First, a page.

The Japanese version of iOS 5, Apple's latest mobile OS, will let you know if an earthquake is coming a good minute or two before it hits.
Such functionality is common in natively produced handsets, but imported brands have been slow to integrate the warnings which use a standardised tone and go off even if the phone has been set to silent (there are some things worth interrupting any meeting for). With its latest OS, Apple has now integrated the service, as spotted by 9to5Mac.
Not that users get much of a warning, as Time reported when looking at how the early-warning system operates. The service isn't based on predictions but rather on early signs that an earthquake has already happened. Smaller vibrations travel faster than the building-toppling shocks of the quake itself, so depending on your distance from the epicentre, you might get 90 seconds or a couple of minutes' warning.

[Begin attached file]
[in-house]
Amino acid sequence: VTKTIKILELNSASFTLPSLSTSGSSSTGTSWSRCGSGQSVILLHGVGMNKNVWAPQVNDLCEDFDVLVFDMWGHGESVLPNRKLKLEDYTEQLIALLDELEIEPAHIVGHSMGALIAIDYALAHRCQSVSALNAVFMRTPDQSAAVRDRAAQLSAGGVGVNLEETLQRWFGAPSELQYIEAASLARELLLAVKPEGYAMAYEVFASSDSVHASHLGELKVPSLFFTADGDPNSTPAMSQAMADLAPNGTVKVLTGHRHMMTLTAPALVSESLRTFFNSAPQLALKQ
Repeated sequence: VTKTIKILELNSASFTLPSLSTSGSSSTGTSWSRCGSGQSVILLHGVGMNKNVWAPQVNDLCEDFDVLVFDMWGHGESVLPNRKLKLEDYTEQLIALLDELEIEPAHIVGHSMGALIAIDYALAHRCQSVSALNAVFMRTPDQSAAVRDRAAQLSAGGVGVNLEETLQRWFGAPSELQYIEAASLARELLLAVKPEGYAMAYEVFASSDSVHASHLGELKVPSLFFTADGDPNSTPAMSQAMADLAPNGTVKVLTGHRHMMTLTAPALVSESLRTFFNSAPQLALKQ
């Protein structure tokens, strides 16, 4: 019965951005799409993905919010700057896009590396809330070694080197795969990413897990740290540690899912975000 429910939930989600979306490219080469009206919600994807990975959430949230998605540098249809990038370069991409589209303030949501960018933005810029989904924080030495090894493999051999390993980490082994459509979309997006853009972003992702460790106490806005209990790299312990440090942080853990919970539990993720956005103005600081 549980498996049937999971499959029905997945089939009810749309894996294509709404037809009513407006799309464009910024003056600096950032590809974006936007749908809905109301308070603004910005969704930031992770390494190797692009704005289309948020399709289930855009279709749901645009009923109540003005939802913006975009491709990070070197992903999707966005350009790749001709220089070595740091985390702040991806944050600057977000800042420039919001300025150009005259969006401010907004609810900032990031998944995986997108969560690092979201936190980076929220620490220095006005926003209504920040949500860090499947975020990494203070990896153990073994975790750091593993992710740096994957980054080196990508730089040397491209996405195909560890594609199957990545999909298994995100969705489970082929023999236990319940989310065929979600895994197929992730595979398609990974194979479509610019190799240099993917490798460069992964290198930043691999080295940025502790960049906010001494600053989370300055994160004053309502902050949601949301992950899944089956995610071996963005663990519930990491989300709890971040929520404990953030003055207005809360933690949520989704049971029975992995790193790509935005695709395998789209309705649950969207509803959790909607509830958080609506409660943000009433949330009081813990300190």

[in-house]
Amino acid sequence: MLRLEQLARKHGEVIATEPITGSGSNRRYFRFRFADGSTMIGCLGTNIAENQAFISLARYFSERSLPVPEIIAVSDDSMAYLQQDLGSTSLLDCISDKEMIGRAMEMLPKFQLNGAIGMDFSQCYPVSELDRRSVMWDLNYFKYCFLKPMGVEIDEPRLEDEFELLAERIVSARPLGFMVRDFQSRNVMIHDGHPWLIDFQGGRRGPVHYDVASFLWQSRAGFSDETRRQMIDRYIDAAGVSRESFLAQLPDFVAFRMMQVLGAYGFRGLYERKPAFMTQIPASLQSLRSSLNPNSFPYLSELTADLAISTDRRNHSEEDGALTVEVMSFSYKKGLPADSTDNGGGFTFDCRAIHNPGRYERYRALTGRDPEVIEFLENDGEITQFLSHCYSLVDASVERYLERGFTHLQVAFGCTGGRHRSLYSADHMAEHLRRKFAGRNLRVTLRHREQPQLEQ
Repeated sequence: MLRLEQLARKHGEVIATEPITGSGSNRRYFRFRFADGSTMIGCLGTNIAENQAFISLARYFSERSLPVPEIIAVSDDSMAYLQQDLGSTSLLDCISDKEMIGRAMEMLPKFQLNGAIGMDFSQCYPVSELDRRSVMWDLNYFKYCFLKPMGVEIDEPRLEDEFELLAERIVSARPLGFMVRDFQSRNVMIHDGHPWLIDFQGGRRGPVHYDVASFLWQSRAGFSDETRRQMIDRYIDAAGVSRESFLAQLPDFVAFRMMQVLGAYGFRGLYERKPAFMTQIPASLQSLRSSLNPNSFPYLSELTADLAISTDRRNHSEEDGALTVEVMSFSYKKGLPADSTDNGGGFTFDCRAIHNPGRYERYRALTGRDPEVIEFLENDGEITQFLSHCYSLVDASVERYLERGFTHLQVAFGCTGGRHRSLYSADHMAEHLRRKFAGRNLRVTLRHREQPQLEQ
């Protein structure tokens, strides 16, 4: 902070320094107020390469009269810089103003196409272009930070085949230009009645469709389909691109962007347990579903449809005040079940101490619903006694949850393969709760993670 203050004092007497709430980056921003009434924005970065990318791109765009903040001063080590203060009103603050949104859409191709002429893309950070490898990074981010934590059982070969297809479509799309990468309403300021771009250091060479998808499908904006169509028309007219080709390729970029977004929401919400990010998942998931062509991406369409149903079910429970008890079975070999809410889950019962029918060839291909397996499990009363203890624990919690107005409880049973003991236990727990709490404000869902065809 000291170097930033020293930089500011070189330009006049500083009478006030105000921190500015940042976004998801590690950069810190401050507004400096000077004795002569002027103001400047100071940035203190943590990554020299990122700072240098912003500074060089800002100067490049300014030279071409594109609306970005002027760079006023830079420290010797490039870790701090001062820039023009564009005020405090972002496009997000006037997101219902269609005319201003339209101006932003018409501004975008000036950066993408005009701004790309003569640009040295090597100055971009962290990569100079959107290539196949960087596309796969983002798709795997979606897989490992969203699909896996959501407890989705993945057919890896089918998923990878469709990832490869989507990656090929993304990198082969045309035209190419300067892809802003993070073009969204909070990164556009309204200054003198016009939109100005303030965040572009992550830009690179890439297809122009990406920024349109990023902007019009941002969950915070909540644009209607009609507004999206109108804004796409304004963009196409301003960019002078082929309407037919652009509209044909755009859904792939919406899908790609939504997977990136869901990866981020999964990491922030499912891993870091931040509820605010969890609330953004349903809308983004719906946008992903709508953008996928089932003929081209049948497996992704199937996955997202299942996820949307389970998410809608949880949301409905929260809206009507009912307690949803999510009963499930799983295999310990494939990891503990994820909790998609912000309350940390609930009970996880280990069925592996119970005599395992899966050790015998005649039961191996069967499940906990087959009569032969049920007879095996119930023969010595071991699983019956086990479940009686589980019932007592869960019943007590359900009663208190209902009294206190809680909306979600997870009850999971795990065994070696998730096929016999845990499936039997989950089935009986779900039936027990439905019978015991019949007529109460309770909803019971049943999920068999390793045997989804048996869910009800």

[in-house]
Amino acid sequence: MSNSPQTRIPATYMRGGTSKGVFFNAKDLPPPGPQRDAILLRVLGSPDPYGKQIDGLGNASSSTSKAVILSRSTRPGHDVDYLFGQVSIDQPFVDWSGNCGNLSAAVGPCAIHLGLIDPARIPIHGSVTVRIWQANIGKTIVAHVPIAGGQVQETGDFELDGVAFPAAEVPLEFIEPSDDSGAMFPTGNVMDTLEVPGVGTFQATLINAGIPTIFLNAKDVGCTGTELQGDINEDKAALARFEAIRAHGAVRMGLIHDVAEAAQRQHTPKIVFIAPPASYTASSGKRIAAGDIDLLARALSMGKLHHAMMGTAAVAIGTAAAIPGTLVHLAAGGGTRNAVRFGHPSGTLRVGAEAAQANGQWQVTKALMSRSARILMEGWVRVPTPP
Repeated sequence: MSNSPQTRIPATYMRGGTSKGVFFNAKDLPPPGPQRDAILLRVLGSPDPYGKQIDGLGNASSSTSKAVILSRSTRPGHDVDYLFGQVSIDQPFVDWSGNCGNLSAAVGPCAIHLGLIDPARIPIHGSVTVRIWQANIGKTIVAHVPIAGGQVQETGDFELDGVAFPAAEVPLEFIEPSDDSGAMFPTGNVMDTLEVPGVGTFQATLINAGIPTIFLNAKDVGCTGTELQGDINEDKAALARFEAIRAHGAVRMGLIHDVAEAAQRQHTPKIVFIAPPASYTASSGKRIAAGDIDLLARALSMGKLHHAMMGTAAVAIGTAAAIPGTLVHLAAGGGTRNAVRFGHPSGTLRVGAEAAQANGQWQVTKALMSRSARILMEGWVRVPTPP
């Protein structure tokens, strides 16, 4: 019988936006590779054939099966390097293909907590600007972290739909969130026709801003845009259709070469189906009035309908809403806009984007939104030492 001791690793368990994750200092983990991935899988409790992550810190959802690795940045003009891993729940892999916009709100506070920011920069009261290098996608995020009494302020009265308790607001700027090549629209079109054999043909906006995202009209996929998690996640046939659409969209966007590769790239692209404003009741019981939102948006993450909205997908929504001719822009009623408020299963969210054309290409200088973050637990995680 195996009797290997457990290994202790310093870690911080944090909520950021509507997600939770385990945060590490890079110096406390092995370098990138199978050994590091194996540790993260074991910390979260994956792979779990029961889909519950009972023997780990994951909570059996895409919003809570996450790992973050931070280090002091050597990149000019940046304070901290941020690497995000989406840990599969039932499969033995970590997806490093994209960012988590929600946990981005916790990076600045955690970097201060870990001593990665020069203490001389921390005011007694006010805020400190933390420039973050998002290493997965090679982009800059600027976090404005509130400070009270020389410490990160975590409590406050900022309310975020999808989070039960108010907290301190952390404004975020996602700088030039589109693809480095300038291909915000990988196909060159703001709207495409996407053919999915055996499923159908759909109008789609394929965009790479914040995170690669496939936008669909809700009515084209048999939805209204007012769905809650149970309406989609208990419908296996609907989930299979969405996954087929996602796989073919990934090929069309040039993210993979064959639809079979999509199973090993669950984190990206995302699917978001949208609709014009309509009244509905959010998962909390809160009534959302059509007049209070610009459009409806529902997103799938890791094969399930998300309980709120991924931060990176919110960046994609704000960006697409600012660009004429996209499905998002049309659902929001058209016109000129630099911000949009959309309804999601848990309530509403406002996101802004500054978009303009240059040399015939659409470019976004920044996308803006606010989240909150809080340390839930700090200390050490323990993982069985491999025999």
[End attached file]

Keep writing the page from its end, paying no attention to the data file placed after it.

That's long enough to pull a car over to the side of the road, or step back from the open heart surgery you're performing, or hide under the desk (which is the recommended behaviour for most people).
There have been apps linked to the service before, but with iOS 5 it is integrated into the iPhone's Notification control panel. The new OS sports a brand new notification centre – from where the user can define what's important to them – and in the Japanese version that includes local earthquakes.
The new OS is expected to power the next iPhone, and to be launched in the next few months. It was announced in June, but various features have emerged in the developer releases as the product gets finalised ahead of the launch. ®